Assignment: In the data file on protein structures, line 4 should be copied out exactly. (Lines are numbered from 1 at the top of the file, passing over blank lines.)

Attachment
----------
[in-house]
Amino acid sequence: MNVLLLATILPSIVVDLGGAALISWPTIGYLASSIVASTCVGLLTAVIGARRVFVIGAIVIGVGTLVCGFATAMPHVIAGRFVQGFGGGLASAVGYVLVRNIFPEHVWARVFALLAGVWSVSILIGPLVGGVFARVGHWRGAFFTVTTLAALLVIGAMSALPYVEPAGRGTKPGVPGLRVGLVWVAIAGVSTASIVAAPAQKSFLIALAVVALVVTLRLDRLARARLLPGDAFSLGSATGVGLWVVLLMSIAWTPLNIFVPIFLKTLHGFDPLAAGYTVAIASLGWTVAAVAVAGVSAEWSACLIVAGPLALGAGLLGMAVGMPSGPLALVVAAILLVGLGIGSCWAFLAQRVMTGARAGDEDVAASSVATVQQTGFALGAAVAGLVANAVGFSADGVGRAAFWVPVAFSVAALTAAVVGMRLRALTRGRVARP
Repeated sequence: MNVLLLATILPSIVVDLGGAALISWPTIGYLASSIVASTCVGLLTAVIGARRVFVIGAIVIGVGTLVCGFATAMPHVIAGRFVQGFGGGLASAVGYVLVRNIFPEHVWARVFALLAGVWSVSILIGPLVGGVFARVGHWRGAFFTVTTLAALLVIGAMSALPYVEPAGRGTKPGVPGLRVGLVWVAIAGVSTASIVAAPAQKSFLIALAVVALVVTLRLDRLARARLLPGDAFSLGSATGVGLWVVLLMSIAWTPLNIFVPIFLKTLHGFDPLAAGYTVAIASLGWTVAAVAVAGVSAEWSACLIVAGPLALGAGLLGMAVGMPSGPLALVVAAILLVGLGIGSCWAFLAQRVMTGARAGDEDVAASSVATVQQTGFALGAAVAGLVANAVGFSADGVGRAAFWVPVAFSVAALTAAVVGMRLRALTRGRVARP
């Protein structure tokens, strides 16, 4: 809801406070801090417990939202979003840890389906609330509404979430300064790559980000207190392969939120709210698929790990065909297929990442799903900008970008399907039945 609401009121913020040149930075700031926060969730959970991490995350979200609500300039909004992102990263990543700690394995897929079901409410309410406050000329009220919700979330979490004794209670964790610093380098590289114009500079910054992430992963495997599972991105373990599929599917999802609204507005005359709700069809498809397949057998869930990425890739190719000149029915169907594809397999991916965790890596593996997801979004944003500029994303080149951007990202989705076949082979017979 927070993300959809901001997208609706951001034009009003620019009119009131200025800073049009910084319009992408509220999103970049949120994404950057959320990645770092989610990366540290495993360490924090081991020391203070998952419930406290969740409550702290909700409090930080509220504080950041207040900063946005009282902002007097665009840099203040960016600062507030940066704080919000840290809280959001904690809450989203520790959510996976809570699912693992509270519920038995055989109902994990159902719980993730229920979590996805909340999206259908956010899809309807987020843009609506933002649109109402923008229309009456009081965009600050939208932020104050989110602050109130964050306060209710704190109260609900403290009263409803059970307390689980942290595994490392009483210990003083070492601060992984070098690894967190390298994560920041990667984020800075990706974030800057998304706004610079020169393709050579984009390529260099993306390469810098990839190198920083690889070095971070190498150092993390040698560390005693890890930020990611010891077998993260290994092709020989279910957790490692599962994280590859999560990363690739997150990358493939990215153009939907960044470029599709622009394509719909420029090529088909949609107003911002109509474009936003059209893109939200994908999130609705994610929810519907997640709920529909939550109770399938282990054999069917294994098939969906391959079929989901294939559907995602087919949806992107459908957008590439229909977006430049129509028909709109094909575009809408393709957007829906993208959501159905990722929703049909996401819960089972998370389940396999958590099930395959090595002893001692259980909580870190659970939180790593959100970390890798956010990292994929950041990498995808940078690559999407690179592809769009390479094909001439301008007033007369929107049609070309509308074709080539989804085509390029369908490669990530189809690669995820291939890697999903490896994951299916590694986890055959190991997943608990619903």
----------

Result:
């Protein structure tokens, strides 16, 4: 809801406070801090417990939202979003840890389906609330509404979430300064790559980000207190392969939120709210698929790990065909297929990442799903900008970008399907039945 609401009121913020040149930075700031926060969730959970991490995350979200609500300039909004992102990263990543700690394995897929079901409410309410406050000329009220919700979330979490004794209670964790610093380098590289114009500079910054992430992963495997599972991105373990599929599917999802609204507005005359709700069809498809397949057998869930990425890739190719000149029915169907594809397999991916965790890596593996997801979004944003500029994303080149951007990202989705076949082979017979 927070993300959809901001997208609706951001034009009003620019009119009131200025800073049009910084319009992408509220999103970049949120994404950057959320990645770092989610990366540290495993360490924090081991020391203070998952419930406290969740409550702290909700409090930080509220504080950041207040900063946005009282902002007097665009840099203040960016600062507030940066704080919000840290809280959001904690809450989203520790959510996976809570699912693992509270519920038995055989109902994990159902719980993730229920979590996805909340999206259908956010899809309807987020843009609506933002649109109402923008229309009456009081965009600050939208932020104050989110602050109130964050306060209710704190109260609900403290009263409803059970307390689980942290595994490392009483210990003083070492601060992984070098690894967190390298994560920041990667984020800075990706974030800057998304706004610079020169393709050579984009390529260099993306390469810098990839190198920083690889070095971070190498150092993390040698560390005693890890930020990611010891077998993260290994092709020989279910957790490692599962994280590859999560990363690739997150990358493939990215153009939907960044470029599709622009394509719909420029090529088909949609107003911002109509474009936003059209893109939200994908999130609705994610929810519907997640709920529909939550109770399938282990054999069917294994098939969906391959079929989901294939559907995602087919949806992107459908957008590439229909977006430049129509028909709109094909575009809408393709957007829906993208959501159905990722929703049909996401819960089972998370389940396999958590099930395959090595002893001692259980909580870190659970939180790593959100970390890798956010990292994929950041990498995808940078690559999407690179592809769009390479094909001439301008007033007369929107049609070309509308074709080539989804085509390029369908490669990530189809690669995820291939890697999903490896994951299916590694986890055959190991997943608990619903």